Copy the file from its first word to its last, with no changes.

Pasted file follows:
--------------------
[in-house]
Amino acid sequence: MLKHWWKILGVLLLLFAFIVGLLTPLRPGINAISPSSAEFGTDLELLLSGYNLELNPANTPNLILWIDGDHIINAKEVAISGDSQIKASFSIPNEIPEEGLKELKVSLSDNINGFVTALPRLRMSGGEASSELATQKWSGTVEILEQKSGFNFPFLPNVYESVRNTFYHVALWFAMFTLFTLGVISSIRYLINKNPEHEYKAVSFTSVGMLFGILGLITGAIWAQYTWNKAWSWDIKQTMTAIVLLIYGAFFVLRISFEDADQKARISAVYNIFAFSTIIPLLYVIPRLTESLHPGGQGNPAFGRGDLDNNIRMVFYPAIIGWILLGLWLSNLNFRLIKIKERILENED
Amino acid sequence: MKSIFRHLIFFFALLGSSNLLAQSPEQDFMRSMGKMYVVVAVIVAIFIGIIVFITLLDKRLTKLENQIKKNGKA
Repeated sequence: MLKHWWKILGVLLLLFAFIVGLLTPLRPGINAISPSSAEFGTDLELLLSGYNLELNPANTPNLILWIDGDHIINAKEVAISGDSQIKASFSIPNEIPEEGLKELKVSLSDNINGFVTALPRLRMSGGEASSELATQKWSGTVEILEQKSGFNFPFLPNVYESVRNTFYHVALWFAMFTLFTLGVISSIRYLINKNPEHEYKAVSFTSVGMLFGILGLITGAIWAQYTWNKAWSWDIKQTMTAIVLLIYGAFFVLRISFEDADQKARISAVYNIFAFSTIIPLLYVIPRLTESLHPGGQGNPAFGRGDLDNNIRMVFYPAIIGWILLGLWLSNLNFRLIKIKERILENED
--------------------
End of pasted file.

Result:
[in-house]
Amino acid sequence: MLKHWWKILGVLLLLFAFIVGLLTPLRPGINAISPSSAEFGTDLELLLSGYNLELNPANTPNLILWIDGDHIINAKEVAISGDSQIKASFSIPNEIPEEGLKELKVSLSDNINGFVTALPRLRMSGGEASSELATQKWSGTVEILEQKSGFNFPFLPNVYESVRNTFYHVALWFAMFTLFTLGVISSIRYLINKNPEHEYKAVSFTSVGMLFGILGLITGAIWAQYTWNKAWSWDIKQTMTAIVLLIYGAFFVLRISFEDADQKARISAVYNIFAFSTIIPLLYVIPRLTESLHPGGQGNPAFGRGDLDNNIRMVFYPAIIGWILLGLWLSNLNFRLIKIKERILENED
Amino acid sequence: MKSIFRHLIFFFALLGSSNLLAQSPEQDFMRSMGKMYVVVAVIVAIFIGIIVFITLLDKRLTKLENQIKKNGKA
Repeated sequence: MLKHWWKILGVLLLLFAFIVGLLTPLRPGINAISPSSAEFGTDLELLLSGYNLELNPANTPNLILWIDGDHIINAKEVAISGDSQIKASFSIPNEIPEEGLKELKVSLSDNINGFVTALPRLRMSGGEASSELATQKWSGTVEILEQKSGFNFPFLPNVYESVRNTFYHVALWFAMFTLFTLGVISSIRYLINKNPEHEYKAVSFTSVGMLFGILGLITGAIWAQYTWNKAWSWDIKQTMTAIVLLIYGAFFVLRISFEDADQKARISAVYNIFAFSTIIPLLYVIPRLTESLHPGGQGNPAFGRGDLDNNIRMVFYPAIIGWILLGLWLSNLNFRLIKIKERILENED